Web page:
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of contractors, each of whom is bound down to have his portion of the work completed within a given time, the company retaining the power of breaking the contract at a moment's notice should the work prove unsatisfactory. It is confidently expected that the canal will be finished by the end of 1889.
It only remains for us now to consider briefly the importance of the canal for the commerce of the world in general. It is almost unnecessary to speak of the saving in time and money that will be effected when the necessity for the long and perilous voyage round Cape Horn has been obviated. The following table shows, in round numbers, the distance in miles saved between various ports:
This saving of distance will confer a great benefit on merchants and traders, who will thereby be enabled to get their goods more quickly into the market. It will also effect such a saving on insurance, both of goods and shipping, as will cover the extra expense of the dues levied on going through the canal.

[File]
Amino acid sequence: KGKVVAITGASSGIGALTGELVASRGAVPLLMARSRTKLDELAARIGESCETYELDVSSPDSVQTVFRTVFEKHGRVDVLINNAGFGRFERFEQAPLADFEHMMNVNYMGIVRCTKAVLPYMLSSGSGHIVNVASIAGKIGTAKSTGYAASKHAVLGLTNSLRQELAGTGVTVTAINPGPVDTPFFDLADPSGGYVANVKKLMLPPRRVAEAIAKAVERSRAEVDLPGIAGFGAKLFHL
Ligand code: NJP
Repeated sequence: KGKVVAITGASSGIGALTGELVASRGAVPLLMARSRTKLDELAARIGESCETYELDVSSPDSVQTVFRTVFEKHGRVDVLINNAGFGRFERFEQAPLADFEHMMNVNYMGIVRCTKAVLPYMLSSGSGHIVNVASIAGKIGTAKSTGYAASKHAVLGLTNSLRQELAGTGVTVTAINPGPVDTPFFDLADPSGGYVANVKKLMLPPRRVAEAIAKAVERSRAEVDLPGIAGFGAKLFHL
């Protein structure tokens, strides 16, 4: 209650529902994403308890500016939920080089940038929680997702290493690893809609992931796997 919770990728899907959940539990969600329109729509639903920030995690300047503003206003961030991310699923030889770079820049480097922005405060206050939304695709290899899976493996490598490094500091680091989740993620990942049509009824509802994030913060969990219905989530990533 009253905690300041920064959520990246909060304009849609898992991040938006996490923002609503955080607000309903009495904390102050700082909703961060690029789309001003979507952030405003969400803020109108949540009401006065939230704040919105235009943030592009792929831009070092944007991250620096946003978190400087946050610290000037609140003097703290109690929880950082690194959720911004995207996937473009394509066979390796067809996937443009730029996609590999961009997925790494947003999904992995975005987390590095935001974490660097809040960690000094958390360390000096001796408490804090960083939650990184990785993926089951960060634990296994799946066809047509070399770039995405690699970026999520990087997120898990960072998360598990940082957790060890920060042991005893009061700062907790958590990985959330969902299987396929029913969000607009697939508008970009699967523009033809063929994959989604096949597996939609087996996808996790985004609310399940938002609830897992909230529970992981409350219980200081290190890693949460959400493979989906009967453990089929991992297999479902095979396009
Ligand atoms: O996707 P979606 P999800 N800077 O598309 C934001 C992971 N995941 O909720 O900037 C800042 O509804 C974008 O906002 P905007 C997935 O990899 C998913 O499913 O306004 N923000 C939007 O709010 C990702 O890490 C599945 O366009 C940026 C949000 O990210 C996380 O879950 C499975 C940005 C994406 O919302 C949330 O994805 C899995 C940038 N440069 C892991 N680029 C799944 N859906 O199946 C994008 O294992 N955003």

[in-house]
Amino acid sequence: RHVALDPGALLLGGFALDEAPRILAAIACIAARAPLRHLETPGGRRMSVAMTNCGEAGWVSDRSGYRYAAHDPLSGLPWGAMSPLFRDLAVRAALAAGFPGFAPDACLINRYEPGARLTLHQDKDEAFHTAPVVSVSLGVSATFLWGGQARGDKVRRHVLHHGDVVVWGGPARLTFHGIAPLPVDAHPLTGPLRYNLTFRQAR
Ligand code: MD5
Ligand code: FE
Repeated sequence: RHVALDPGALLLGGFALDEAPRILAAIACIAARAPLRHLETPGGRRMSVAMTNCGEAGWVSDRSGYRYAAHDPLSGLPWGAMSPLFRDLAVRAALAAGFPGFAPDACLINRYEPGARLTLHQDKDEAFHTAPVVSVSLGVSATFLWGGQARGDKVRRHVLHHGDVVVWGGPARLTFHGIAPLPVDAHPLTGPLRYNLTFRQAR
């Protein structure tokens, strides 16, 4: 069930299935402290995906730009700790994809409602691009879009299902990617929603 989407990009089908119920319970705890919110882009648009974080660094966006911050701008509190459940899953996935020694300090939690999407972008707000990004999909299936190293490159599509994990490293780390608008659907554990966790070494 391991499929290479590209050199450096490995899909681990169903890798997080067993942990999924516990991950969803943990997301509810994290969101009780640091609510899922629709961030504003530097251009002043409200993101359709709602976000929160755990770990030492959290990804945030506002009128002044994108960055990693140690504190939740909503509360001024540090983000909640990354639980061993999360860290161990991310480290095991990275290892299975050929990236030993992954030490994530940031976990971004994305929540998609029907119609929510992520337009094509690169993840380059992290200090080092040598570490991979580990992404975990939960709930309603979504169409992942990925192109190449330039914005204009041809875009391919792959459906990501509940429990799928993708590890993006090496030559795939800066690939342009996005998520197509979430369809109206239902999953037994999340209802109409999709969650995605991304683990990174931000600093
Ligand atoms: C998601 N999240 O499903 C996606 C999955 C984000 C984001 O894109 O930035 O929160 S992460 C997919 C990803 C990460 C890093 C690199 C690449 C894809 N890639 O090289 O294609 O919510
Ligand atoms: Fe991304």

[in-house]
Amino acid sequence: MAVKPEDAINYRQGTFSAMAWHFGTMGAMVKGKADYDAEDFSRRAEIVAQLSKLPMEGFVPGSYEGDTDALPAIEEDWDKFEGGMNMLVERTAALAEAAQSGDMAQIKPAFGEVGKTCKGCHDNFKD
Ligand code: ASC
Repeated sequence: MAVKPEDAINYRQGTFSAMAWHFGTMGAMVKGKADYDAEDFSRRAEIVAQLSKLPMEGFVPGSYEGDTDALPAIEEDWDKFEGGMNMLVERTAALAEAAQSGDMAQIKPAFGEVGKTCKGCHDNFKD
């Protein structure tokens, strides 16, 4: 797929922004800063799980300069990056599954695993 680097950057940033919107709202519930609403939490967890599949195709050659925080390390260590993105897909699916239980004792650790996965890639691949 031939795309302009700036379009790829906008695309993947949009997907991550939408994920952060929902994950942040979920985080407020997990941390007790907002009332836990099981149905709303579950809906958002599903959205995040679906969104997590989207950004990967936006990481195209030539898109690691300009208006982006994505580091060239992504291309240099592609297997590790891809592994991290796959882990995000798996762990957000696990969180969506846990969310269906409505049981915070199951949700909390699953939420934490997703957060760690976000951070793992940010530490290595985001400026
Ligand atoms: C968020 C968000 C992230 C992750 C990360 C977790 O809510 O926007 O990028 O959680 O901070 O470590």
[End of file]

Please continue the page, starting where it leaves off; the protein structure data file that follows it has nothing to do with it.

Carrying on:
The field for commercial enterprise opened up to the world by means of the Panama canal is immense, comprising, as it does, Peru, Chili, Colombia, W. Mexico, California, Oregon, the north of China, Japan, East Australia, and a great part of Polynesia. By request of the International congress of 1879, a report was drawn up by M. Levasseur, estimating the future traffic of the new route. From the statistics at his command, M. Levasseur estimated the total annual traffic at seven and a quarter million tons, of which five and a quarter million represents the traffic between Pacific and Atlantic ports; the remaining two millions, that between Europe and the east. This, however, he states to be only the net tonnage, which is less than the gross and actual tonnage by about a third,- a not unimportant consideration as regards the revenue of the canal. Thus, dues at the rate of 12s. 6d. per ton will an
nually be levied on ten millions aggregate tonnage; and the company has an additional source of income in an immense tract of land (1,930 square miles) with all the minerals it may contain, -the gift of the Colombian government.
The Panama canal will have no prejudicial effect on the Suez canal; rather it will be the complement of it. The two great highways of commerce and civilization are absolutely distinct, and there can be no rivalry between the two great maritime canals,- that of the east and that of the west. The Suez canal is the open door between Europe and the north of Africa, on the one hand, and the south of Asia and its archipelago, on the other. The Panama canal opens up a way for Europe and America to carry on their commerce with the western shores of the great western continents, with the north of China and Japan, and with Australia.